The App is Where Its At

By Debi Davis September 16th, 2019
The inadequacies of school communications systems became tragically apparent during the shootings last year at Marjory Stoneman Douglas High School in Parkland, Florida.
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Rapid communication is key to securing a campus during times of crisis

The Battle of New Orleans was fought two weeks after the peace treaty for the War of 1812 was signed.


It took more than that amount of time to notify British and American troops that the war was over.

Unfortunately, we’re in a similar era of slow communications when it comes to halting or minimizing the injuries, deaths, and traumas associated with what has become the all-too-often tragedies associated with school shootings.

While we may not be able to fully stop these senseless crimes, we can intervene quickly by using up-to-date communications systems that alert and inform students, school administrators, parents and law enforcement agencies about the situation. The technology now exists.

The continuing evolution of the cell phone and innovative apps in recent years have transformed and redefined the way we communicate. Talking with each other has been replaced by emails and texting while providing immediate access to social media platforms such as Facebook, Instagram, and Twitter.

But as with many evolving technologies, the cell phone has become a major part of our lives and its technology is being adapted to protect us during uncertain times. This is certainly the case with securing schools K-12, college campuses, businesses, and houses of worship. It is critical, however, for these entities to utilize an emergency system that has added value on a day-to-day basis, or users will not go to the program automatically when emergencies arise.

Campus Security Administrators Battle Budgets and Red Tape

School systems nationwide are continually monitoring new security initiatives that will make their campuses safe. We read about these proposals daily with confusion and concern as schools have become targets for violence rather than safe havens for teachers hoping to teach and for students seeking an education.

Armed police officers roam school hallways. Some schools have metal detectors at entrances, while other school systems endorse arming teachers.

All these images are frightening. Budget cuts have eliminated arts, music, and vocational training programs. Parents and administrations wonder how security systems can be implemented while educational programs are being slashed, but inexpensive options are available.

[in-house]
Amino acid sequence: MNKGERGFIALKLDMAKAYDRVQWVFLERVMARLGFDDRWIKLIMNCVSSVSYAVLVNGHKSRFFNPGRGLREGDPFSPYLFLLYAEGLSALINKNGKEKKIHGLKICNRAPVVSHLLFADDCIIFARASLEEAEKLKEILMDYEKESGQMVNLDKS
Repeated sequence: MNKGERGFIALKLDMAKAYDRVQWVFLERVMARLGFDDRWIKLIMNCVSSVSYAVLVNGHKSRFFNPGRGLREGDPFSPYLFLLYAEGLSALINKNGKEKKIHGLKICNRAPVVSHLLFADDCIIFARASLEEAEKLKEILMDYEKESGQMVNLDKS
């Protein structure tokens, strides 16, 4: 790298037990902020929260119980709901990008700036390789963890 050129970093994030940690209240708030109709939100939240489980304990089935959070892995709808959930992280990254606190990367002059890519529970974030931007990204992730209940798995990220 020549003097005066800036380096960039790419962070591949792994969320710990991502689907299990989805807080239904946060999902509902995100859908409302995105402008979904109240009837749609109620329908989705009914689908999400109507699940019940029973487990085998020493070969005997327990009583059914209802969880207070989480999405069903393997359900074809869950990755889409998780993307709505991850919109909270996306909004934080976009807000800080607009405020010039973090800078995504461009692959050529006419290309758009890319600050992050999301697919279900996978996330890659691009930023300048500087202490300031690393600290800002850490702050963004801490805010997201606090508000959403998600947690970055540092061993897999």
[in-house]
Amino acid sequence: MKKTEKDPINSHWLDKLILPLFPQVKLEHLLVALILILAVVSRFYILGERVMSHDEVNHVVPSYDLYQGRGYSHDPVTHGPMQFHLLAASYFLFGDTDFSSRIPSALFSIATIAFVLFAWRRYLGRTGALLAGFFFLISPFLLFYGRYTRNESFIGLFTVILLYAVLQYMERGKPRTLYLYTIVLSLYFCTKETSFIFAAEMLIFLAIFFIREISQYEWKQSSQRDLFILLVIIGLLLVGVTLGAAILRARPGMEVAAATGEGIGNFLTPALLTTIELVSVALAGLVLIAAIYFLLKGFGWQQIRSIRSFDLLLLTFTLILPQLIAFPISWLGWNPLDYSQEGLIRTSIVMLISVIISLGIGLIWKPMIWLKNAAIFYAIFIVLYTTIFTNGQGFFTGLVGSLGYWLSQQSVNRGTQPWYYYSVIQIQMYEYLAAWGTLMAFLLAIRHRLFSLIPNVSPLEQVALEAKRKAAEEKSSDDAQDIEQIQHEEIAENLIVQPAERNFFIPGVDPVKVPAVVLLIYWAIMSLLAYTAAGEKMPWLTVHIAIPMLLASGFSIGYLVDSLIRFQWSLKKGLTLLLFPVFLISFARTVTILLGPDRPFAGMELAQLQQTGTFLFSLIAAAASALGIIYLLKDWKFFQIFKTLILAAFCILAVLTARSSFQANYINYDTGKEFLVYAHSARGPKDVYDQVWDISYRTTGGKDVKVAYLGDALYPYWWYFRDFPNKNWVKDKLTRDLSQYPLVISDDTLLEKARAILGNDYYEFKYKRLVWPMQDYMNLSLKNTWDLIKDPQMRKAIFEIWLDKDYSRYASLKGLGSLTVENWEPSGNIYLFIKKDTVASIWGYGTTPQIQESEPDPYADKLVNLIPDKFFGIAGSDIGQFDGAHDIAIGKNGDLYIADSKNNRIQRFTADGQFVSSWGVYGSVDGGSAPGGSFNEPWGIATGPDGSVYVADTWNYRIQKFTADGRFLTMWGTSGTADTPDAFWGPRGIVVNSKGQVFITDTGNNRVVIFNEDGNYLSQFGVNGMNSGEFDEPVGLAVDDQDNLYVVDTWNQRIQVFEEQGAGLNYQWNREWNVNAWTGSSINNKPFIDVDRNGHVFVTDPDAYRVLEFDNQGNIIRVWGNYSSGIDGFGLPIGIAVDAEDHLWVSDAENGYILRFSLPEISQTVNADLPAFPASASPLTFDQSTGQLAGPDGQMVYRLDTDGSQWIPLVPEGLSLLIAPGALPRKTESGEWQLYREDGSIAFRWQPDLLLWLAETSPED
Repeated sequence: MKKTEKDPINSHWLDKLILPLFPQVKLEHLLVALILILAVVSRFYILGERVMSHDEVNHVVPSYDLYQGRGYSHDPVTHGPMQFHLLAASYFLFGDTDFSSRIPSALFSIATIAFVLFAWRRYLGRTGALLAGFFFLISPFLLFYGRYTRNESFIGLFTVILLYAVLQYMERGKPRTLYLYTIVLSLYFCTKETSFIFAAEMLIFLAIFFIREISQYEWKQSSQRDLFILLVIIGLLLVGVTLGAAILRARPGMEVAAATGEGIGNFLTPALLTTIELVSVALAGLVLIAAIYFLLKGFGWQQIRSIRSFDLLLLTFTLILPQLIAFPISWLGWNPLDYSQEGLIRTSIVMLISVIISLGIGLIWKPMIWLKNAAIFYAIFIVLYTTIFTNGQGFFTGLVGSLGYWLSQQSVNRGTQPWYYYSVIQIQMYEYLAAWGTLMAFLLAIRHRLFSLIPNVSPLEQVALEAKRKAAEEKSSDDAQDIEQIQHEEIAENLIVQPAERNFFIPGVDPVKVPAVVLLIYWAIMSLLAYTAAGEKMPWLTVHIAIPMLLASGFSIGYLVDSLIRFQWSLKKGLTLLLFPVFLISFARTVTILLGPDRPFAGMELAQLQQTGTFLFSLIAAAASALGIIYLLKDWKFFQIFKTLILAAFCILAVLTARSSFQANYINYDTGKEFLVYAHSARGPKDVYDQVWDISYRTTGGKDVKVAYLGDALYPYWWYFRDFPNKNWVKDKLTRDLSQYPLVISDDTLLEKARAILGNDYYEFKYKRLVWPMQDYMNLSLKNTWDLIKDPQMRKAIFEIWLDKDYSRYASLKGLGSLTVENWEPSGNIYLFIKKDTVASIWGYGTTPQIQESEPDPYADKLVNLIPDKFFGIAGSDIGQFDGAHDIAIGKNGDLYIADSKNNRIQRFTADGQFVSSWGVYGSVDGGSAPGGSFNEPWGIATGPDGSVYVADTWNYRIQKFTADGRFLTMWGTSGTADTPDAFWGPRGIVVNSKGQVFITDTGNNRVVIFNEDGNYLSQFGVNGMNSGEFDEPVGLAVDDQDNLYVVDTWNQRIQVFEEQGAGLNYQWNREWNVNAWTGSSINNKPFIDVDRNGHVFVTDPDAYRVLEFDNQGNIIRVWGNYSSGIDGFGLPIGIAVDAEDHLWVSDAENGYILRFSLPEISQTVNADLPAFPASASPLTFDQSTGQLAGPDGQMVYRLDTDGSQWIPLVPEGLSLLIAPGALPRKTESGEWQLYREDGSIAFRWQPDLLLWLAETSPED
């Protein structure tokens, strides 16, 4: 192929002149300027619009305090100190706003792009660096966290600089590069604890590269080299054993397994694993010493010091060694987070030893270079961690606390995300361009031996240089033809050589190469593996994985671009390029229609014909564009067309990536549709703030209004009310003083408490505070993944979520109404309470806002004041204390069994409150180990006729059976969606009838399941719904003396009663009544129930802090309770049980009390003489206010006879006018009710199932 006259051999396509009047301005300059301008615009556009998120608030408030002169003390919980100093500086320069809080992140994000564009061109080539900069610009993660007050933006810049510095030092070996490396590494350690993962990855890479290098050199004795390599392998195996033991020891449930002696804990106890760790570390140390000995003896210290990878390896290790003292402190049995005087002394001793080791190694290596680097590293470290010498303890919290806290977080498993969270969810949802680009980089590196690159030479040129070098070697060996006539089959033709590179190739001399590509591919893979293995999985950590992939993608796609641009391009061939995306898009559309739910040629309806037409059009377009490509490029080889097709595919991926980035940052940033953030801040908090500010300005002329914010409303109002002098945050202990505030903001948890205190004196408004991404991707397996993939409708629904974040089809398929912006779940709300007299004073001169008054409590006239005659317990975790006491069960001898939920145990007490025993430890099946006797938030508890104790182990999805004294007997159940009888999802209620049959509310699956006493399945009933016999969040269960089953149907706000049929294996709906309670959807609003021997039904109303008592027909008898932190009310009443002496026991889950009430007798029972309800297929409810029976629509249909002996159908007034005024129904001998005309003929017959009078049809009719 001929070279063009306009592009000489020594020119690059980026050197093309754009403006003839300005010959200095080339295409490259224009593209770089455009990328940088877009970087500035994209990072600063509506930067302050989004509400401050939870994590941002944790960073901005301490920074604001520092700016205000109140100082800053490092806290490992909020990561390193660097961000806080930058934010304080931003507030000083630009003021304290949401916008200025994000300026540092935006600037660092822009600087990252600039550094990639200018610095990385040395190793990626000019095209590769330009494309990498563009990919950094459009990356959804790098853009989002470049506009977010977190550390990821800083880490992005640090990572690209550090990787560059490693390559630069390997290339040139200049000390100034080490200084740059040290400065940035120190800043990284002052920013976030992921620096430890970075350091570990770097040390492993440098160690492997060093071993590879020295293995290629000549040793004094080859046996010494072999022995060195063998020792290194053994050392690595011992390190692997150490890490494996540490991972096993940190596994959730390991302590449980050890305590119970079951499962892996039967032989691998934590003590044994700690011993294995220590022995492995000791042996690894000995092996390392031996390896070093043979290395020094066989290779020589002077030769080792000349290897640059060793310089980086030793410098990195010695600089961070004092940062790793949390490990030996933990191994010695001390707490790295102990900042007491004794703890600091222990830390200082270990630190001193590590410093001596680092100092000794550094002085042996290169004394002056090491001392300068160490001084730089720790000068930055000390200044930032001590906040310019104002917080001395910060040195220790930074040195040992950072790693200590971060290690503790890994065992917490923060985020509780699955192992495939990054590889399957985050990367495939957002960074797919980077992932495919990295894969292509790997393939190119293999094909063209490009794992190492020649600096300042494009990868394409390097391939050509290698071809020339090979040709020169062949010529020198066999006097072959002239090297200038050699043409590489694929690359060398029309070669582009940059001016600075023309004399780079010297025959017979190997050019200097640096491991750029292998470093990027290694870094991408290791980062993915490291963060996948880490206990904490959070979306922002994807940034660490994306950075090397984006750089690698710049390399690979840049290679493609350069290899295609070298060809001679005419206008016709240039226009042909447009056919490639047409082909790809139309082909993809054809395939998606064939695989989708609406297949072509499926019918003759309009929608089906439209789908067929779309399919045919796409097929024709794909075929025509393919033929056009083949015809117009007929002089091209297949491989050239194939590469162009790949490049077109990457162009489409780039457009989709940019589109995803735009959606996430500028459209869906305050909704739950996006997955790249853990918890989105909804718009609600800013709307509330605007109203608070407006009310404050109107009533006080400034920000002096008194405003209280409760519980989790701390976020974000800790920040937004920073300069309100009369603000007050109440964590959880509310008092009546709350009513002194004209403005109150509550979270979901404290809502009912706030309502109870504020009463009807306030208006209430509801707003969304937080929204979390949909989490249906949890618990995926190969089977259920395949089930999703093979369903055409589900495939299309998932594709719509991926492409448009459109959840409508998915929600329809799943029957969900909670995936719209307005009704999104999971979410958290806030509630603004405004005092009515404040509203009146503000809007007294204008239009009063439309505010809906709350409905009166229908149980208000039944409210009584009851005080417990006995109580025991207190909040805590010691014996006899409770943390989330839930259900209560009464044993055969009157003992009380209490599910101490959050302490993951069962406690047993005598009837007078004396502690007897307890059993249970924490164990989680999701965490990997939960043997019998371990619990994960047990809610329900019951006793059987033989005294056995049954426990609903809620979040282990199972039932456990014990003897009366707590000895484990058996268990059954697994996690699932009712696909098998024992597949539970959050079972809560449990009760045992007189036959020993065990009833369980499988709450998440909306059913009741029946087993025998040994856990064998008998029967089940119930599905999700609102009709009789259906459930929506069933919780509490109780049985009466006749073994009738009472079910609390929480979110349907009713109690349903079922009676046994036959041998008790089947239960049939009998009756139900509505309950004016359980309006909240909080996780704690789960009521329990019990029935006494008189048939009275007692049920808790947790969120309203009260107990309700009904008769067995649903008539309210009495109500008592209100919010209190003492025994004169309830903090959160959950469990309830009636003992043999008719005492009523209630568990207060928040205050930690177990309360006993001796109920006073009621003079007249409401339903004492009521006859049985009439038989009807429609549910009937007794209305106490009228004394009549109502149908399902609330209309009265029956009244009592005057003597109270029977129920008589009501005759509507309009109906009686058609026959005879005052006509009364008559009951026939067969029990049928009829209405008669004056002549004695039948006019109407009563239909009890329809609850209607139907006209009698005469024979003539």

Likewise, initiatives for securing schools have been painfully slow. Keep in mind that our airports and planes appeared to be fully secured within months of the 9/11 tragedy.

The major advantage is that existing technology is currently in place and with sophisticated and affordable tweaks it can be adapted to securing places where large numbers of people congregate, most notably schools or places of worship.

The inadequacies of school communications systems became tragically apparent during the shootings last year at Marjory Stoneman Douglas High School in Parkland, Florida.

Delayed response times and inability to effectively communicate were among the problems which are now being addressed. We’re not pointing fingers, but analysis indicates that from a technological standpoint, the communications systems were antiquatedly resulting in significant delays in response time from law enforcement agencies.

Some of the issues included:

  • Every single 911 call went to the Coral Springs Police Department which doesn’t provide service to Parkland.
  • Dispatchers transferred these calls to the proper dispatcher, but this resulted in delays.
  • School administrators desperately tried to communicate with those in the school through the P.A. system. Few heard the announcements.
  • The “common” radio systems linking police departments failed.
  • There was an inability to locate the shooter in the sprawling campus.
  • There was no effective way to keep parents informed, resulting in crowds arriving in the vicinity of the school and additional trauma to students having lived through the event.

Technology is Available